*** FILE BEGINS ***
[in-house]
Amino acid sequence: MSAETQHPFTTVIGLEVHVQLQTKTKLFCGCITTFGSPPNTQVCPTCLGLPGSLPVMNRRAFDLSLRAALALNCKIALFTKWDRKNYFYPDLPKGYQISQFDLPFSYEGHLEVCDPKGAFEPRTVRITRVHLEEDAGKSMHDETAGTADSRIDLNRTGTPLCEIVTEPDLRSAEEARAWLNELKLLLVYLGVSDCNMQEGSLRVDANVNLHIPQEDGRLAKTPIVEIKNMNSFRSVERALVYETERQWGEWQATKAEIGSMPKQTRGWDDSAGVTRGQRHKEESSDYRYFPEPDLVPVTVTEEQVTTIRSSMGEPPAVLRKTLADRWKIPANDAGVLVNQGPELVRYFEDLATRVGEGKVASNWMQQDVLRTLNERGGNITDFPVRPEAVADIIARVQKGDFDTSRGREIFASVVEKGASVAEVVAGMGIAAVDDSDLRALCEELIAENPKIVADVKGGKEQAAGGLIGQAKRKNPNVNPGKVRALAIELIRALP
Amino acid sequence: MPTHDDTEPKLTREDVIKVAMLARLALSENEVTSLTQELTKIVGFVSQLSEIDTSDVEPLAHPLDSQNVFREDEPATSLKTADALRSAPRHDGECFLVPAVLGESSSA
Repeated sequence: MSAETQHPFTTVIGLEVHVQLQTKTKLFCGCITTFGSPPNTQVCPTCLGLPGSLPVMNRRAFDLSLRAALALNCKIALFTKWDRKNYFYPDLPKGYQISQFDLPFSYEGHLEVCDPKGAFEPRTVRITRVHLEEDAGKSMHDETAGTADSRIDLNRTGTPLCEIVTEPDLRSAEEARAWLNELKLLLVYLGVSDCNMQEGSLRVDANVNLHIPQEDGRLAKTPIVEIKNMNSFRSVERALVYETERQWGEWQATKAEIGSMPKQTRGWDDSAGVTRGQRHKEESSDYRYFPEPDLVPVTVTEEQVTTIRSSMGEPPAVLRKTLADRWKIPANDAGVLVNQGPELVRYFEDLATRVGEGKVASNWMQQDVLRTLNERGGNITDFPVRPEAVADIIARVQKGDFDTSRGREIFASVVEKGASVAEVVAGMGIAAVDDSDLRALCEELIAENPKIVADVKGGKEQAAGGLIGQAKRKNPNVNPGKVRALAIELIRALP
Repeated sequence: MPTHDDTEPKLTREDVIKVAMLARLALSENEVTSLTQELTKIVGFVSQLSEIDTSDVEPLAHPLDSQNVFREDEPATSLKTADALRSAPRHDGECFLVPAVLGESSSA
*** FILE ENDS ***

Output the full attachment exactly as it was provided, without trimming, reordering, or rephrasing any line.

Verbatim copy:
[in-house]
Amino acid sequence: MSAETQHPFTTVIGLEVHVQLQTKTKLFCGCITTFGSPPNTQVCPTCLGLPGSLPVMNRRAFDLSLRAALALNCKIALFTKWDRKNYFYPDLPKGYQISQFDLPFSYEGHLEVCDPKGAFEPRTVRITRVHLEEDAGKSMHDETAGTADSRIDLNRTGTPLCEIVTEPDLRSAEEARAWLNELKLLLVYLGVSDCNMQEGSLRVDANVNLHIPQEDGRLAKTPIVEIKNMNSFRSVERALVYETERQWGEWQATKAEIGSMPKQTRGWDDSAGVTRGQRHKEESSDYRYFPEPDLVPVTVTEEQVTTIRSSMGEPPAVLRKTLADRWKIPANDAGVLVNQGPELVRYFEDLATRVGEGKVASNWMQQDVLRTLNERGGNITDFPVRPEAVADIIARVQKGDFDTSRGREIFASVVEKGASVAEVVAGMGIAAVDDSDLRALCEELIAENPKIVADVKGGKEQAAGGLIGQAKRKNPNVNPGKVRALAIELIRALP
Amino acid sequence: MPTHDDTEPKLTREDVIKVAMLARLALSENEVTSLTQELTKIVGFVSQLSEIDTSDVEPLAHPLDSQNVFREDEPATSLKTADALRSAPRHDGECFLVPAVLGESSSA
Repeated sequence: MSAETQHPFTTVIGLEVHVQLQTKTKLFCGCITTFGSPPNTQVCPTCLGLPGSLPVMNRRAFDLSLRAALALNCKIALFTKWDRKNYFYPDLPKGYQISQFDLPFSYEGHLEVCDPKGAFEPRTVRITRVHLEEDAGKSMHDETAGTADSRIDLNRTGTPLCEIVTEPDLRSAEEARAWLNELKLLLVYLGVSDCNMQEGSLRVDANVNLHIPQEDGRLAKTPIVEIKNMNSFRSVERALVYETERQWGEWQATKAEIGSMPKQTRGWDDSAGVTRGQRHKEESSDYRYFPEPDLVPVTVTEEQVTTIRSSMGEPPAVLRKTLADRWKIPANDAGVLVNQGPELVRYFEDLATRVGEGKVASNWMQQDVLRTLNERGGNITDFPVRPEAVADIIARVQKGDFDTSRGREIFASVVEKGASVAEVVAGMGIAAVDDSDLRALCEELIAENPKIVADVKGGKEQAAGGLIGQAKRKNPNVNPGKVRALAIELIRALP
Repeated sequence: MPTHDDTEPKLTREDVIKVAMLARLALSENEVTSLTQELTKIVGFVSQLSEIDTSDVEPLAHPLDSQNVFREDEPATSLKTADALRSAPRHDGECFLVPAVLGESSSA